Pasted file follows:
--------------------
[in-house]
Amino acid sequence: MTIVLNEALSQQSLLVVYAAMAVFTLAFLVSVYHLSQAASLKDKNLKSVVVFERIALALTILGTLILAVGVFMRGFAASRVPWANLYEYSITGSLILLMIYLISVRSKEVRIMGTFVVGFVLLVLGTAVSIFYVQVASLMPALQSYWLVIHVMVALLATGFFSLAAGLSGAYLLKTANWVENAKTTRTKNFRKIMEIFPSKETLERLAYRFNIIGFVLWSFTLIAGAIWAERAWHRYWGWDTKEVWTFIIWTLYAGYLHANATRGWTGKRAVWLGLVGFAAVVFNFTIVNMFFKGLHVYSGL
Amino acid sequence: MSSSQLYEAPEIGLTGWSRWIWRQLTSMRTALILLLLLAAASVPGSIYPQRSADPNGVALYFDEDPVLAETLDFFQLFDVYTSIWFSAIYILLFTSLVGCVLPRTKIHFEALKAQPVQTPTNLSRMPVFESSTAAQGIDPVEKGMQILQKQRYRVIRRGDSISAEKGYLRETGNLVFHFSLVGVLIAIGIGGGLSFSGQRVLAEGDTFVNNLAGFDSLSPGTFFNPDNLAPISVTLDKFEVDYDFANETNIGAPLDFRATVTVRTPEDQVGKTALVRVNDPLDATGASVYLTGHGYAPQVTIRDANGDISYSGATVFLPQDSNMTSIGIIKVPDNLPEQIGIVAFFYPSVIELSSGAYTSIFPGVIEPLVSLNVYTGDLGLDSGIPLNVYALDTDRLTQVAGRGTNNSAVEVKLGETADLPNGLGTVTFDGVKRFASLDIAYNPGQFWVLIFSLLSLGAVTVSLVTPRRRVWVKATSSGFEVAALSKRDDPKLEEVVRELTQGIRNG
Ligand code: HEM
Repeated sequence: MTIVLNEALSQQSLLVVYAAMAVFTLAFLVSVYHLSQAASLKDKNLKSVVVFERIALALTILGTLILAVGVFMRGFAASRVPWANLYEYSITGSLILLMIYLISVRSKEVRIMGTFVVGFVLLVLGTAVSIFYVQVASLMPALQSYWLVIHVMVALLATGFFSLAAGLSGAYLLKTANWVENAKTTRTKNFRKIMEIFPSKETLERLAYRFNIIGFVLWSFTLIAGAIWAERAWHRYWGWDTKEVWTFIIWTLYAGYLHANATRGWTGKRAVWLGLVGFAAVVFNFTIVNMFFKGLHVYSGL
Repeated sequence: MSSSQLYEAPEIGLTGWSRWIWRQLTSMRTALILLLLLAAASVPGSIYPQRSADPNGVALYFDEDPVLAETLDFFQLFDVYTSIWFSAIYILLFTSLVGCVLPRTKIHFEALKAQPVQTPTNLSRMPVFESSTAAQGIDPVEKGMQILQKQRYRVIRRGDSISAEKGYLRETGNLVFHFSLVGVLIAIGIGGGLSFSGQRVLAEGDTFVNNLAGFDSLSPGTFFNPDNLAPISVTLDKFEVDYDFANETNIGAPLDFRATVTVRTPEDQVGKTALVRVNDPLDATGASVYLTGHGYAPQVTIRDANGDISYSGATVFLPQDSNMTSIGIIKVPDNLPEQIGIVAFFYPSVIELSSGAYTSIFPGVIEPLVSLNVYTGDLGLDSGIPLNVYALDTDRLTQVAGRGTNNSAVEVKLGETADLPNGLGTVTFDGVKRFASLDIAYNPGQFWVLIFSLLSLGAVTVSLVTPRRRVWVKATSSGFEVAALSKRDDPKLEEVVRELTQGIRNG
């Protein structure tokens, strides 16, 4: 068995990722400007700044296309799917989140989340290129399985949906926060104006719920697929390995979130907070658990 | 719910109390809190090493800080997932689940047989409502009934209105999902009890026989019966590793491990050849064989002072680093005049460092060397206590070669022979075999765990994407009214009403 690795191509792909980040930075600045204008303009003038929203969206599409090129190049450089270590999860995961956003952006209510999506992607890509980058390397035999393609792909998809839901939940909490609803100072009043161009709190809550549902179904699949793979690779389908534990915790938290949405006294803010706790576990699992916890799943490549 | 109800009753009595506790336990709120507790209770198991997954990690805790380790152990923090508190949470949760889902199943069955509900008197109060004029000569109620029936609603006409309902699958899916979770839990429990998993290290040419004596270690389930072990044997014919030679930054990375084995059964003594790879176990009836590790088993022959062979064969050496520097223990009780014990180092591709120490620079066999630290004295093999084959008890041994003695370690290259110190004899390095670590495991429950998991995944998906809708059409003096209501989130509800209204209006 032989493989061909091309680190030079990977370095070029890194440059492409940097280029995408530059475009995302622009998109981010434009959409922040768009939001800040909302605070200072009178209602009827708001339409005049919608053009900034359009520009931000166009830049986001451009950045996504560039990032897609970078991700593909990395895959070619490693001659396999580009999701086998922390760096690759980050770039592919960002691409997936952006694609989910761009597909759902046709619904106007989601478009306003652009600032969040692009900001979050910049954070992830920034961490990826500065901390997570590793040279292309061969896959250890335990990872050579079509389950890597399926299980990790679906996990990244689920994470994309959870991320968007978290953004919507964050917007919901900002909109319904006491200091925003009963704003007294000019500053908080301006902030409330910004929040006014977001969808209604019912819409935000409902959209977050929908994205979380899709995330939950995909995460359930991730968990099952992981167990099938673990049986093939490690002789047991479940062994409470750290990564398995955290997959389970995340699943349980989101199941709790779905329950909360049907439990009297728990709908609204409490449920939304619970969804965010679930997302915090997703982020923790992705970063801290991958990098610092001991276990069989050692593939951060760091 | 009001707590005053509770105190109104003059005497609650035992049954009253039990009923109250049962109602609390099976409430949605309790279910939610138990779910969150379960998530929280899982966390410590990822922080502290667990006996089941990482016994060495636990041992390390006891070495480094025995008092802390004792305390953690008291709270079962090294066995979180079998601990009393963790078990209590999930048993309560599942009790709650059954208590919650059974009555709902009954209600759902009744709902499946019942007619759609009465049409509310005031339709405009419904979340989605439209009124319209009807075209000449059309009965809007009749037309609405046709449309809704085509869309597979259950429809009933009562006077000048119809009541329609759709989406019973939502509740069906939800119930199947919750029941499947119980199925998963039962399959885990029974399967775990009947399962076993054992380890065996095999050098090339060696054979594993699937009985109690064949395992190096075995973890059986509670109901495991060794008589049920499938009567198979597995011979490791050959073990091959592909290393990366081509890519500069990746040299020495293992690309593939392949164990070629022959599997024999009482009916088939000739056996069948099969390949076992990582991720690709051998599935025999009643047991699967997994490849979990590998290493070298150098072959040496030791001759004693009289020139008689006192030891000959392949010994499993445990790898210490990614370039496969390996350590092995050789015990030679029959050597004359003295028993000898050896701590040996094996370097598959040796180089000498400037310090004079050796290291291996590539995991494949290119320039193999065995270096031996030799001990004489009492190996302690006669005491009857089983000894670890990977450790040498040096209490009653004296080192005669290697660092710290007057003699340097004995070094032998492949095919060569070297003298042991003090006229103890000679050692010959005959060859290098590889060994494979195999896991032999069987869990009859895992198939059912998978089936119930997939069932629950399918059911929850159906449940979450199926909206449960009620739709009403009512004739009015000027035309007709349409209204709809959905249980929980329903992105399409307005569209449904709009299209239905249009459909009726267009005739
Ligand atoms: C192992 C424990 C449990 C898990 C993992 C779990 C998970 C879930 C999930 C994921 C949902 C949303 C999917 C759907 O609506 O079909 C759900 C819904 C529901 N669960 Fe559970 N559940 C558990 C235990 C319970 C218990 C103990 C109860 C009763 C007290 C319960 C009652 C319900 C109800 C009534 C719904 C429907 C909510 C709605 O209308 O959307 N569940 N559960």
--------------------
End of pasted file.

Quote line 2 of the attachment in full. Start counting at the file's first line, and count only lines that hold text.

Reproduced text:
Amino acid sequence: MTIVLNEALSQQSLLVVYAAMAVFTLAFLVSVYHLSQAASLKDKNLKSVVVFERIALALTILGTLILAVGVFMRGFAASRVPWANLYEYSITGSLILLMIYLISVRSKEVRIMGTFVVGFVLLVLGTAVSIFYVQVASLMPALQSYWLVIHVMVALLATGFFSLAAGLSGAYLLKTANWVENAKTTRTKNFRKIMEIFPSKETLERLAYRFNIIGFVLWSFTLIAGAIWAERAWHRYWGWDTKEVWTFIIWTLYAGYLHANATRGWTGKRAVWLGLVGFAAVVFNFTIVNMFFKGLHVYSGL